Shelgunoff was born in 1824. He abandoned a brilliant career as a functionary and a professor to the body of foresters to give himself to literature, borne by the current of liberal ideas of 1860. His talent as a publicist, his devotion to the cause of liberty, his ideas which gave him a place in the brilliant constellation of the first leaders of Socialism in Russia, cost him thirteen successive years of expulsion from the capital, and years of imprisonment in the fortress of Saint Peter and Paul. During the last seven years he was obliged to live, now in Finland, now in a remote region in the province of Smolensk, receiving permission occasionally to visit St. Petersburg for the purpose of consulting physicians, his health having been ruined long ago in consequence of the cruel trials to which he had been submitted.

Having managed successfully the review “Dielo,” suppressed a few years ago by the government, and to the staff of which he belonged for many years, he also wrote admirable sketches of Russian life for one of our best reviews, “Russian Thought.”

A few weeks before his death he published a second edition of his works. He treated philosophic, economic, and social subjects with equal success, and, in spite of his sixty-seven years and the atrocious suffering which his disease (a cancer of the loins) caused him, he remained at the head of the opposition to his last breath. When no longer in a condition to write, he dictated his articles, which always appeared regularly, and the last of which, begun a few days before his death, remained unfinished. “My ideas are growing confused,” said he to his doctor, almost on the eve of his death-agony.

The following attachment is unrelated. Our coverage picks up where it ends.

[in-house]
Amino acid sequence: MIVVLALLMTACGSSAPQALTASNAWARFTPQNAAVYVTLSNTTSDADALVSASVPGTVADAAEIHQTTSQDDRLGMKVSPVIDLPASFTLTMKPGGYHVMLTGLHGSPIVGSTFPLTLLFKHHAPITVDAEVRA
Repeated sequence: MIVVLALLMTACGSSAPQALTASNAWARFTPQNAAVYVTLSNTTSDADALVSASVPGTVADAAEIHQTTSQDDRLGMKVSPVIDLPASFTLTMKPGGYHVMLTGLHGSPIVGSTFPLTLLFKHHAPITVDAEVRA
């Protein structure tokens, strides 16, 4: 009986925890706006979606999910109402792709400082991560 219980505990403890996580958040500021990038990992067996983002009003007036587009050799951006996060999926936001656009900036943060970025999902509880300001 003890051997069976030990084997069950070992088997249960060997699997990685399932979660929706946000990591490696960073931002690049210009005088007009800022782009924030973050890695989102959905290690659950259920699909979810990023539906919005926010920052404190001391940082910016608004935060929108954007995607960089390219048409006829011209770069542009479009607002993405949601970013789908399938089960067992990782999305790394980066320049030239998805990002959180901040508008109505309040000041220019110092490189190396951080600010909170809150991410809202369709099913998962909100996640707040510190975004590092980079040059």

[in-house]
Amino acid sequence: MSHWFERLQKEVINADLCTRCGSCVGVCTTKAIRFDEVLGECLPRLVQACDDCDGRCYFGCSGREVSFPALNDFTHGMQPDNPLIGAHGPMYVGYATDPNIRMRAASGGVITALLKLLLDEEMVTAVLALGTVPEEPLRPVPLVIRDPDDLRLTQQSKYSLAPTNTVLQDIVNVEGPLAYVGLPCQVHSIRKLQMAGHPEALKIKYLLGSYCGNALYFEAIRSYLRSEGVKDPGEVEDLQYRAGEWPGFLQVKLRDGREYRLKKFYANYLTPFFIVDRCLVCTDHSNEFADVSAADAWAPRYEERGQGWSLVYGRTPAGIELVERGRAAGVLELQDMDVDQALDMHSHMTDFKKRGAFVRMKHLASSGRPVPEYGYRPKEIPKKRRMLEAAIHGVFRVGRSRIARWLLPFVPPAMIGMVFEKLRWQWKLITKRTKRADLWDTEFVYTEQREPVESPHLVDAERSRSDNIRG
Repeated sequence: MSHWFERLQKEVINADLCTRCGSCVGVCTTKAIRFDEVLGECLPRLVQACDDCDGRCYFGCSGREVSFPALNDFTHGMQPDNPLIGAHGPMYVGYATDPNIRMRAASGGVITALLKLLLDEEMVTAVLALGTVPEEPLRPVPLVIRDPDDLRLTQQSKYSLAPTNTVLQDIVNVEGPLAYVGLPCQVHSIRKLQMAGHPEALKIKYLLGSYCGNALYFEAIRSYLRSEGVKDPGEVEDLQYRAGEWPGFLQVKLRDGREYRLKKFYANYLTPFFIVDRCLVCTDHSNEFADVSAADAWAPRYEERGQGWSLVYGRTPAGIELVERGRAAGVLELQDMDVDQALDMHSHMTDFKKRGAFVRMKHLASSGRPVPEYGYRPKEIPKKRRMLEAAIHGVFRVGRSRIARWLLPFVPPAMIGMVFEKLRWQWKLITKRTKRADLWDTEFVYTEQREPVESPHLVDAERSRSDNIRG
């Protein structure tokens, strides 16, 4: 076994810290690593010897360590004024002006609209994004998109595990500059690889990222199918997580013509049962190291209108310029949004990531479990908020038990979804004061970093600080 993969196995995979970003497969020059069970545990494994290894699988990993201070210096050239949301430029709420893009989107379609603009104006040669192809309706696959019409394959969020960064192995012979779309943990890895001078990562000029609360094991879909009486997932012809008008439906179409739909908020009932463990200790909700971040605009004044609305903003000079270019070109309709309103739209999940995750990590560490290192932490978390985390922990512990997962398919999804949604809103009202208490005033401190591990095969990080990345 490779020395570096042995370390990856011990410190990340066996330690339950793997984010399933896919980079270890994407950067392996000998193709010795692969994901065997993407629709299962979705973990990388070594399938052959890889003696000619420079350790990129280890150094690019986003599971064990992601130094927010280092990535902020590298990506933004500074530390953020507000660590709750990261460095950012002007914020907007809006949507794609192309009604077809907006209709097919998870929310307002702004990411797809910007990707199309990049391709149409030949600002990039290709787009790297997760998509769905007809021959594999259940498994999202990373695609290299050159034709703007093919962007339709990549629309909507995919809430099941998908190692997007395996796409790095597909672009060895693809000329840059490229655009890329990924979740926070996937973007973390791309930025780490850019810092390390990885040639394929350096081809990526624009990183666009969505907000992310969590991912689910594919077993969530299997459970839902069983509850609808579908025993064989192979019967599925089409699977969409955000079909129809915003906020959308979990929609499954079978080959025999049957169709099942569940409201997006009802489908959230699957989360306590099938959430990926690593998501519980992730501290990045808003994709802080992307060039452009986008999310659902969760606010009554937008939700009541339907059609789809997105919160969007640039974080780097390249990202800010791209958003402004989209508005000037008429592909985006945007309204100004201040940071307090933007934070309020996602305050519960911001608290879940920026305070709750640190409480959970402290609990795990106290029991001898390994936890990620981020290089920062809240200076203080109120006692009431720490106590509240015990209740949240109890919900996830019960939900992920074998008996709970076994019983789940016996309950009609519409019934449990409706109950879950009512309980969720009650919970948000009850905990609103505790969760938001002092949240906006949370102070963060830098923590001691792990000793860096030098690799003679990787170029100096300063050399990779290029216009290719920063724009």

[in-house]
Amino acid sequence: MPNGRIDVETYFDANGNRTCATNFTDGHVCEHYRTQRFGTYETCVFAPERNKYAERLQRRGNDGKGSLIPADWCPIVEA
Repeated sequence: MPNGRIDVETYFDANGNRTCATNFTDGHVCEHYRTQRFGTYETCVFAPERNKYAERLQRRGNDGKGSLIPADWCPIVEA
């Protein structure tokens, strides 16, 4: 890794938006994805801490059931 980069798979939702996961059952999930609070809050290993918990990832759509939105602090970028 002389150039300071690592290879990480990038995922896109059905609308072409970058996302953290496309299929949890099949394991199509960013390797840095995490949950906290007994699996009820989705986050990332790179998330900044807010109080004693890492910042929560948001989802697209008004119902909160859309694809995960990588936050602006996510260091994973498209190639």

His last stay in St. Petersburg was a series of triumphs. The miserable room in which the valiant toiler of the pen lived was constantly filled with people: delegations came to testify their sympathy, students from all the higher schools, female students, workingmen.

His death was announced at a lecture which was to have been given by one of his most devoted friends, the famous publicist, Nicholas Michailovsky.

He himself had just learned of the death of Shelgunoff on entering the lecture-room. From the platform he said a few words, but was unable to continue: “Excuse me,” said he, “I have just learned some sad news: Shelgunoff is dead.” Immediately the audience rose, and remained standing for a moment in profound meditation; then they started en masse for the dwelling of the valiant prolétaire. For three days the modest room, the stairway, the court-yard, overflowed with people: literary people, friends, workingmen, the youth of the schools, came to bid farewell to him who had always been faithful to his convictions in spite of suffering and persecution. The police tried to expel him a last time a few weeks before his death, but he was no longer able to walk, and they did not dare to carry him away by force.